The Auckland Anglican Māori Club is the oldest surviving haka group in Auckland. Last night the spiritual talisman of the National Kapahaka Competition was transferred into their care at The Holy Sepulchre Church as the stone is shared amongst the marae of Auckland ahead of Te Matatini 2021.
The group affectionately known as the Angies are renowned for their sweet choir-singing, which they imbued the sacred talisman of Te Matatini with as the custodianship of the stone was handed over to them.
Long-serving member of the group, Te Ope Hōia Tuawhitu Paenga Maxwell of Ngāti Porou reflects on the timing of the talismans arrival.
"We've celebrated, this month, 50 years of the Holy Sepulchre. So it's been an honour and to have brought the mauri here at this time, it's been... a double bonus if you like."
The talisman evoked the memory of the Late Sir Kingi Matutaera Ihaka who founded the Auckland Māori Mission and the Auckland Anglican Māori Club and was the first Chair of the New Zealand Polynesian Festival, the forerunner to Te Matatini.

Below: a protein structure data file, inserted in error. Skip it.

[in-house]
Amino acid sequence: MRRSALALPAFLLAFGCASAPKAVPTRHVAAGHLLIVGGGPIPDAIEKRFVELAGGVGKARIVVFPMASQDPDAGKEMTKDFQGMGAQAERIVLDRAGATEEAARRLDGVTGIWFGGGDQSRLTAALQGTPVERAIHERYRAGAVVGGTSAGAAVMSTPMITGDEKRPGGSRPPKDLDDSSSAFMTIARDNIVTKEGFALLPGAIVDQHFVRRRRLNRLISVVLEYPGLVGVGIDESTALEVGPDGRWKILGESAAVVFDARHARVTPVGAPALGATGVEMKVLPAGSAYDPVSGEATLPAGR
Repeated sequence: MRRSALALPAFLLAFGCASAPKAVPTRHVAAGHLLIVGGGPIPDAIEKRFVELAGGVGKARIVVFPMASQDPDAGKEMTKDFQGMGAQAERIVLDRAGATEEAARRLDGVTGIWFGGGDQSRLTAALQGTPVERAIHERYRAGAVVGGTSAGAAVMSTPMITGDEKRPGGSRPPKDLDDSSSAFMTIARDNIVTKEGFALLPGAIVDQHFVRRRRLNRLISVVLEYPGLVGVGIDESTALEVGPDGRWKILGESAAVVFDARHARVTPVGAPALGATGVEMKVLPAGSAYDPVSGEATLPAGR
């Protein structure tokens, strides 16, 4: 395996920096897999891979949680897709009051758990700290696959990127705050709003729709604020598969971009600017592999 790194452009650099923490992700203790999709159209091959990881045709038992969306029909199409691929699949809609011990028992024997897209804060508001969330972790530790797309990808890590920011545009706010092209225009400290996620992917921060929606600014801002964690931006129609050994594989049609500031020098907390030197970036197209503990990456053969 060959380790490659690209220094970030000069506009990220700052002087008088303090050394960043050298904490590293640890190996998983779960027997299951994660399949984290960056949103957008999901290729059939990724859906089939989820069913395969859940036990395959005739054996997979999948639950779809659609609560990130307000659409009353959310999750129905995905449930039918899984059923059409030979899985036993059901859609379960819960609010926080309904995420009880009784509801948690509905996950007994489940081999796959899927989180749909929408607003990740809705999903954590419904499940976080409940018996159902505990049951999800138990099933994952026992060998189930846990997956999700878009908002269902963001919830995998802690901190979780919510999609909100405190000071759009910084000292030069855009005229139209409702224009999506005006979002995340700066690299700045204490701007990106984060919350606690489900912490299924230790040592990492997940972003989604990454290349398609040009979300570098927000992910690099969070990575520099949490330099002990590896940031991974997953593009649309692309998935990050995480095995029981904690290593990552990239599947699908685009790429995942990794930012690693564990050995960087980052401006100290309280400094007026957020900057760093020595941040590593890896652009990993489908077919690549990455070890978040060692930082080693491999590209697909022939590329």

The chairman of the Auckland Kapahaka Society, Paora Sharples paid tribute to the former Anglican Archdeacon.
"It is very appropriate that we honour his name in the church here and all that he did. It is in these types of gathering that we remember them of that generation who paved they way for what we have today, so that it isn't forgotten."
Fellow member of the Auckland Anglican Māori Club, John Matthews looks back over the years with much affection.
"We feel very lucky to have the different groups of Auckland here. We also remember former groups who are no longer around. We remember Te Kauri, Maranga Ki Te Atua, Rangimārie, groups like Manawanui and others."
The group is one of the oldest surviving performing groups in the country who has represented Auckland at the National competition. Despite being strong in numbers and presence, these days they prefer to just entertain.
Matthews says they continue to practice every Monday night.
"We support our church here. We also support all our groups from Auckland. Every year, we attend the regional's to support them," he says.
The group has been an icon to many over the years.
"They were instrumental in the fusion of the gospel and haka, so they're a very special group," says Sharples.
Where ever the stone talisman moves to from here, the spirit of Tātai Hono will always be with it.